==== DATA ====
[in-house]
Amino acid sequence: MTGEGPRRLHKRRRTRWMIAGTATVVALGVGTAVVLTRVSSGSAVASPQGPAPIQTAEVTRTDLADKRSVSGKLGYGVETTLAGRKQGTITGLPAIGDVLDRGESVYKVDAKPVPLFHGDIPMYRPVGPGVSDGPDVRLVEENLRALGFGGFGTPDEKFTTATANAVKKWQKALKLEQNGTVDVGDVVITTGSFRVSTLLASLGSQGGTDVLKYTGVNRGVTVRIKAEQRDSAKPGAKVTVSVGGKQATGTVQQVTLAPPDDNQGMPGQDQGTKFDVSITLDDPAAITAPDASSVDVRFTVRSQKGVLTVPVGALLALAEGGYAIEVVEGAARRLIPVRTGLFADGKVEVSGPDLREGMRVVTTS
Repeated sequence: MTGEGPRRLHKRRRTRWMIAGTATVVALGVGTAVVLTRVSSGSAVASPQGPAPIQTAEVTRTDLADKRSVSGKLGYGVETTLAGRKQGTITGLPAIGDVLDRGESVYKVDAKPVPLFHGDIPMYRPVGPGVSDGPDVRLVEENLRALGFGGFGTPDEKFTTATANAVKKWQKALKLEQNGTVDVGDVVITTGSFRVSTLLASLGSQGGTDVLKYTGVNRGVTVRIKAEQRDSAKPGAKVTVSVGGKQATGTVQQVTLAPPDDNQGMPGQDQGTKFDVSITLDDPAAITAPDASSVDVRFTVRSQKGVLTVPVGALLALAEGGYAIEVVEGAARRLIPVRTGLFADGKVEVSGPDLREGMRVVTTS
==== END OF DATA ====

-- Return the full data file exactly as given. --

[in-house]
Amino acid sequence: MTGEGPRRLHKRRRTRWMIAGTATVVALGVGTAVVLTRVSSGSAVASPQGPAPIQTAEVTRTDLADKRSVSGKLGYGVETTLAGRKQGTITGLPAIGDVLDRGESVYKVDAKPVPLFHGDIPMYRPVGPGVSDGPDVRLVEENLRALGFGGFGTPDEKFTTATANAVKKWQKALKLEQNGTVDVGDVVITTGSFRVSTLLASLGSQGGTDVLKYTGVNRGVTVRIKAEQRDSAKPGAKVTVSVGGKQATGTVQQVTLAPPDDNQGMPGQDQGTKFDVSITLDDPAAITAPDASSVDVRFTVRSQKGVLTVPVGALLALAEGGYAIEVVEGAARRLIPVRTGLFADGKVEVSGPDLREGMRVVTTS
Repeated sequence: MTGEGPRRLHKRRRTRWMIAGTATVVALGVGTAVVLTRVSSGSAVASPQGPAPIQTAEVTRTDLADKRSVSGKLGYGVETTLAGRKQGTITGLPAIGDVLDRGESVYKVDAKPVPLFHGDIPMYRPVGPGVSDGPDVRLVEENLRALGFGGFGTPDEKFTTATANAVKKWQKALKLEQNGTVDVGDVVITTGSFRVSTLLASLGSQGGTDVLKYTGVNRGVTVRIKAEQRDSAKPGAKVTVSVGGKQATGTVQQVTLAPPDDNQGMPGQDQGTKFDVSITLDDPAAITAPDASSVDVRFTVRSQKGVLTVPVGALLALAEGGYAIEVVEGAARRLIPVRTGLFADGKVEVSGPDLREGMRVVTTS